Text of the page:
10. Hi All, Looking to expand from making fireplace tools by now venturing into mantles and getting into screens/doors. Not sure now is the best time since winter is almost over, but then again, maybe people rather do the work while the weather is warm and they don’t have a fore going. Anyways, where do you all get your screen material from? Where I looked online, it seemed quieter expensive. Wasn’t sure if even regular door/window screen would work? Thanks
  11. Do you blast before painting? I've been making a bunch of fire pokers and have been painting them with rustoleum hammered spray paint. Knock off the loose scale quickly with a wire brush, then applied directly over. Been very durable and looks great, but I'm not sure it would be good enough for an outdoor railing.
  12. I appreciate all the replies! Will definitely look into everything recommended! Thats some nice work! How did you finish all those railing? Blast and powder coat? And when you say you find the salary higher with less effort, are you referring to doing furniture/flower supports compared to fences and gates. Or were you referring to architectural smithing as a whole compared to the little nick knack stuff. Thanks!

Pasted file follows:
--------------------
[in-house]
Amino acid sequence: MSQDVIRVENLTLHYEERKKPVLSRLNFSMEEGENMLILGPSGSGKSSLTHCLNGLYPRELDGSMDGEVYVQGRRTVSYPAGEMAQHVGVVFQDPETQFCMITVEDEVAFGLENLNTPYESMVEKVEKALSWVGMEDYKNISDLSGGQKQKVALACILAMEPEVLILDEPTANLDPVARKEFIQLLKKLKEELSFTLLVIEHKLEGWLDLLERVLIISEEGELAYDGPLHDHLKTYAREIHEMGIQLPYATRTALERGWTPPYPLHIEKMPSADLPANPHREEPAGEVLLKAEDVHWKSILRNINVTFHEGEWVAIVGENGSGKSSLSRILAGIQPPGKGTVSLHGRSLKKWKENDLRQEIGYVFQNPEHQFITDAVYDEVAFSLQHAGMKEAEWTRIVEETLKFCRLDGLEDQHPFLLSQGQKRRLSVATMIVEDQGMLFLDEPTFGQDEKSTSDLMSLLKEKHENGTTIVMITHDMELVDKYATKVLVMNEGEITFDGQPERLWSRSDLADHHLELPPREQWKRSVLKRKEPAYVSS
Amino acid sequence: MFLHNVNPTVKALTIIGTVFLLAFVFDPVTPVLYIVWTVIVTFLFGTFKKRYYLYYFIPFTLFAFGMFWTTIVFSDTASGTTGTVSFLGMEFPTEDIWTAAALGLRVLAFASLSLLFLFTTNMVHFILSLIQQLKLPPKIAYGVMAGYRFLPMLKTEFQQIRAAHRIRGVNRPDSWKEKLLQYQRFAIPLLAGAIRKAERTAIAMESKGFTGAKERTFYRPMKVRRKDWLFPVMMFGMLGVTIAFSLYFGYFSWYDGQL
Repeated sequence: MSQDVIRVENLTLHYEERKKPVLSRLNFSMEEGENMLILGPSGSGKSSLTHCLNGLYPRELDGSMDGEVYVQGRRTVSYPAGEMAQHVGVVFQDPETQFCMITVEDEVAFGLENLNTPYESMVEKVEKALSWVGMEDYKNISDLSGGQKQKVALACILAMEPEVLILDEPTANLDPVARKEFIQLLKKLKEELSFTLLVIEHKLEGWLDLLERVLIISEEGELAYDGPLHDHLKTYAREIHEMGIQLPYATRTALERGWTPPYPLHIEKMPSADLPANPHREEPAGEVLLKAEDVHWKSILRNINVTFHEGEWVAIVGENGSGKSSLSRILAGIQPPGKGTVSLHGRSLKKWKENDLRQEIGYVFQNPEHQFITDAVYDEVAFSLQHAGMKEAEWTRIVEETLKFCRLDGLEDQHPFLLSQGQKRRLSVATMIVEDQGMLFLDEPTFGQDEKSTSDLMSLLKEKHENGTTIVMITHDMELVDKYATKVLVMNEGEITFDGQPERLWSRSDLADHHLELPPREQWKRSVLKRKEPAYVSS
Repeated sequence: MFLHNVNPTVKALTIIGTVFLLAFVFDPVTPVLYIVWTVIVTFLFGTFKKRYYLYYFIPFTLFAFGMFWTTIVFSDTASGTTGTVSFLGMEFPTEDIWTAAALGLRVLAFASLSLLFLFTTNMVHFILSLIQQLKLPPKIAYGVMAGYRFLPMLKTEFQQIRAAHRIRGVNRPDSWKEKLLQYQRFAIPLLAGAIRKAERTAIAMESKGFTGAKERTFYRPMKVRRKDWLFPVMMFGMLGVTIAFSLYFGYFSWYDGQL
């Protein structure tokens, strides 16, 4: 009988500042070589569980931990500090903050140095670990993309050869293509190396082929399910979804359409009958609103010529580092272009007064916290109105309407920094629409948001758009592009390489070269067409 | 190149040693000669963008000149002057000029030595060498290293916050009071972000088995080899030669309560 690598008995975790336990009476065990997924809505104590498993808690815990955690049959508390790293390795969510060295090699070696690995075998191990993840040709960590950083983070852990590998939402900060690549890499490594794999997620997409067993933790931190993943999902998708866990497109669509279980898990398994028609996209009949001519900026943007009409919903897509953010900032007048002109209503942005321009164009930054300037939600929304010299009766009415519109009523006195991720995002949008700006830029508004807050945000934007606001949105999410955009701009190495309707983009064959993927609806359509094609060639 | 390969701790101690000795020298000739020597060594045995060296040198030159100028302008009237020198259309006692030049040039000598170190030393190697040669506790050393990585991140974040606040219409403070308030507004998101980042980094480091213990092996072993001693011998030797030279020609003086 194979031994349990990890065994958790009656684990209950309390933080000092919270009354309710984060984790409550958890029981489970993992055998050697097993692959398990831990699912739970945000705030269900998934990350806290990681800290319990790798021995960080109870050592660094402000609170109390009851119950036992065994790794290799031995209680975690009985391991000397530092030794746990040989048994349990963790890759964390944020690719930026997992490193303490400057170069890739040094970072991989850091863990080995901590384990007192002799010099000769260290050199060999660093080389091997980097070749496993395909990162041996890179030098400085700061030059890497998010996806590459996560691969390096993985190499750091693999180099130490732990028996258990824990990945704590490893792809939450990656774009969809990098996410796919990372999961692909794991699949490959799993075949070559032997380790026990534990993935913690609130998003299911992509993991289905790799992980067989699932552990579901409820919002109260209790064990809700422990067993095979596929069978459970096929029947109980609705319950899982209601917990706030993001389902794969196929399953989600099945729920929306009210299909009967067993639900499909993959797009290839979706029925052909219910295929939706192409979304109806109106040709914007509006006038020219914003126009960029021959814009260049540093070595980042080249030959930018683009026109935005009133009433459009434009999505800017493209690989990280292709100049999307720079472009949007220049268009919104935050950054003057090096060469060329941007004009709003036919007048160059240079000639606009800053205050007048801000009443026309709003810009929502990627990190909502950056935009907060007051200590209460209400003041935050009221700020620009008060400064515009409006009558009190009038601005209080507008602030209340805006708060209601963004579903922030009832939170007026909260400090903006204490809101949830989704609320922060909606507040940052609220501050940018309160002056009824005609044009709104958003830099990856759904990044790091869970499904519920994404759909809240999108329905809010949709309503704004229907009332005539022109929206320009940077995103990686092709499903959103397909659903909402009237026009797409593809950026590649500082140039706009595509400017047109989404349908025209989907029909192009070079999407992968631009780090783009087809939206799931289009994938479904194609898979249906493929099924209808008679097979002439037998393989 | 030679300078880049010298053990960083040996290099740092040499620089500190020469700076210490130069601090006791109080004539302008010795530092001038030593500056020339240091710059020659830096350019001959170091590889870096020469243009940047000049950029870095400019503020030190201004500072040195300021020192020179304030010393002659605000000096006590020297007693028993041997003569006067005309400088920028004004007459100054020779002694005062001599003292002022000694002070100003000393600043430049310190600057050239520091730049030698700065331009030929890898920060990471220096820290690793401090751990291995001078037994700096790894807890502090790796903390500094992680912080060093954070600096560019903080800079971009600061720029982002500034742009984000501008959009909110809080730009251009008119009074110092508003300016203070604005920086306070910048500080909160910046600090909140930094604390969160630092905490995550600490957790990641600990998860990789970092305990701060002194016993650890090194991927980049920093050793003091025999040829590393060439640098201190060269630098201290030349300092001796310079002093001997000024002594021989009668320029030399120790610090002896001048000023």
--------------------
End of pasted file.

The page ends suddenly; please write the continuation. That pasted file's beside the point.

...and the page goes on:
13. I was curious how those of you that do larger ornamental work, like railings, tables or fences, got your first commission? I assume as you progress and build a portfolio of previous projects, customers are more inclined to commission you. I would love to slowly venture into doing some larger projects like railings or tables, but am trying to figure the best way to get my feet wet in the process. I currently hammer full time, but only do smaller items that are bought and shipped online. The largest ornamental type pieces I have done are fireplace sets. Any advice? Thanks!
  14. Anyone ever figure a way to rig up letter/number stamps on a hydraulic press? Currently I personalize items with the steel at a red color, but I believe I can be way more efficient if I can do it while the metal is cold. However, when cold, the stamps aren’t hammered in as easily. I have a coal iron 12 ton press, and I am trying to figure a way if maybe I can rig up a quick change stamp setup to allow for efficient stamping. The only issue is trying to come up with a stop type of fixture, as if you aren’t careful, you can push the stamp halfway through the material and ruin the piece. Any recommendations or previous setups? Maybe a 1 ton bottle jack would be enough to stamp without over doing it? Thanks
  15. Hi, Just a quick question regarding ceramic blanket/board fibers. Everyone seems to emphasize sealing their forges to prevent loose fibers from drifting in the shop. However, when I look at forges such as Diamondback, it seems as if they just use raw ceramic blanket with nothing over it. I’ve also been told by another smith who I highly respect that there is no need to seal the fibers, as unless you poke or scrape at the blanket, fibers won’t come loose. Seeing his forge operate, I understand this point. Also, MSDS for Inswool/Kaowool never really states a carcinogenic hazard either, listing it more as a potential irritant. I understand that I don’t want to breath in anything extra I don’t have to, but is there really a significant hazard to the unlined ceramic blanket, and does anyone use a Diamondback or similiar forge with the raw wool?